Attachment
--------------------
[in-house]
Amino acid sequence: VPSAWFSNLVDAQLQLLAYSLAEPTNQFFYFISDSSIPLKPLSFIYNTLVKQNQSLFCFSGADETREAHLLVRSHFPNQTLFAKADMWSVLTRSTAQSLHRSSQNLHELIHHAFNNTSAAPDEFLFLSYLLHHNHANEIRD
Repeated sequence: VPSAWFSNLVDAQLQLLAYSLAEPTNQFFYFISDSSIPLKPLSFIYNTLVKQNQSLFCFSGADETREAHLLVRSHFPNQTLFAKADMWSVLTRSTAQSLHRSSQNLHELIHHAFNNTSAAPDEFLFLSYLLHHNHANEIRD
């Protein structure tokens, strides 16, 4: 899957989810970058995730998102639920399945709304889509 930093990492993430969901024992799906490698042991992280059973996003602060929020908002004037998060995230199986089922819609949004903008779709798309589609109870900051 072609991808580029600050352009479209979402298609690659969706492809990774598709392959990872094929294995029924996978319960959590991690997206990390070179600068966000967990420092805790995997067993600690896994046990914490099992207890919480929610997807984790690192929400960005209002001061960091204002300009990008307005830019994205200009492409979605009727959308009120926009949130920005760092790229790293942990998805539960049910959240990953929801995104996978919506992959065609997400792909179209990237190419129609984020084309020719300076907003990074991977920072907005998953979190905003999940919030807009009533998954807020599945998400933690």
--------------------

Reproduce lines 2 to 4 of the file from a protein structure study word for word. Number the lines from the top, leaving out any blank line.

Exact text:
Amino acid sequence: VPSAWFSNLVDAQLQLLAYSLAEPTNQFFYFISDSSIPLKPLSFIYNTLVKQNQSLFCFSGADETREAHLLVRSHFPNQTLFAKADMWSVLTRSTAQSLHRSSQNLHELIHHAFNNTSAAPDEFLFLSYLLHHNHANEIRD
Repeated sequence: VPSAWFSNLVDAQLQLLAYSLAEPTNQFFYFISDSSIPLKPLSFIYNTLVKQNQSLFCFSGADETREAHLLVRSHFPNQTLFAKADMWSVLTRSTAQSLHRSSQNLHELIHHAFNNTSAAPDEFLFLSYLLHHNHANEIRD
């Protein structure tokens, strides 16, 4: 899957989810970058995730998102639920399945709304889509 930093990492993430969901024992799906490698042991992280059973996003602060929020908002004037998060995230199986089922819609949004903008779709798309589609109870900051 072609991808580029600050352009479209979402298609690659969706492809990774598709392959990872094929294995029924996978319960959590991690997206990390070179600068966000967990420092805790995997067993600690896994046990914490099992207890919480929610997807984790690192929400960005209002001061960091204002300009990008307005830019994205200009492409979605009727959308009120926009949130920005760092790229790293942990998805539960049910959240990953929801995104996978919506992959065609997400792909179209990237190419129609984020084309020719300076907003990074991977920072907005998953979190905003999940919030807009009533998954807020599945998400933690």